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Important Terms To Know When Your Loved One Dies Without A Will

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When a loved one dies without having a will to cover what happens with the estate, it can bring about unique situations for any individual who may normally be considered an heir. In some states, the estate is automatically assignable to specific people, such as a spouse or a child. In any case, you may need the help of a probate attorney. Here is a look at some terms you may need to know in the process. 


In the most simple terms, the decedent is the deceased individual. Most often in probate court and legal documents, "decedent" will be a term used to describe the person who has passed away whose assets are in question.


When an individual dies without leaving a will, the person may be described in legal forms as dying intestate. Therefore, essentially, your loved one who died without having a will has died intestate. Further, intestacy laws in each state may determine what can happen with the individual's belongings. 

Estate Administrator 

The estate administrator, not to be confused with an estate executor, is the individual who is assigned by the court to act as the primary representative of the decedent's estate. An executor is someone who is named as the estate overseer by the decedent in their will. Being named as the administrator can take some extra steps within probate court and the help of a probate attorney.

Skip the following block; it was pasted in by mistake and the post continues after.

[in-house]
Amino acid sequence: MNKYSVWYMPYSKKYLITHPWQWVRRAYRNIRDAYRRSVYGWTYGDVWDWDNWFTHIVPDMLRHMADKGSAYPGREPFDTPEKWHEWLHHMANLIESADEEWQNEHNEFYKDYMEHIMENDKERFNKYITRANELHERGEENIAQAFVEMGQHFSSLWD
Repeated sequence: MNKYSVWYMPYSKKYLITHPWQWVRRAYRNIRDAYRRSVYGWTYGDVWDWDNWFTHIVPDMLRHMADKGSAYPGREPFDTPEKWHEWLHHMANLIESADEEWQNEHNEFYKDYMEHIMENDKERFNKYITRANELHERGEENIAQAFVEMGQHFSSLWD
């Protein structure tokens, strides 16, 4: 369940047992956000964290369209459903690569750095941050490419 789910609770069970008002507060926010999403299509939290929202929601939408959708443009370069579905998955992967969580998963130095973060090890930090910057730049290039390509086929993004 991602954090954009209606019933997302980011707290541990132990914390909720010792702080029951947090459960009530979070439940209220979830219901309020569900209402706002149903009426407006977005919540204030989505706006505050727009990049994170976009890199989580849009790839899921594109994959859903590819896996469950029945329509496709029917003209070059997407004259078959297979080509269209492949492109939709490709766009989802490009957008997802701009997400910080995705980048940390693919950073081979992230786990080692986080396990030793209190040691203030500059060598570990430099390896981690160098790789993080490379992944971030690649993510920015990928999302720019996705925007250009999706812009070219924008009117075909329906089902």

Renunciations are written legal statements provided by those related to the deceased. These statements renounce an individual's ability or interest to act as the administrator of the estate. If you have stepped forward to act as an administrator when there is no will and there are other relatives who could potentially have interest in doing so, you may have to obtain renunciations from each of those parties before you can be assigned as administrator by the court. 


Encumbrance is used in reference to property belonging to an estate that has some sort of restriction or claim against it. For example, you may see a property listed with encumbrance if:

  • the property has a lien against it due to outstanding debt 
  • the property is held up due to legal proceedings 
  • the property is levied because of unpaid taxes 

Properties with encumbrance have special handling rules to work through when you are acting as the administrator of the estate. Therefore, working with a probate attorney for guidance is always recommended.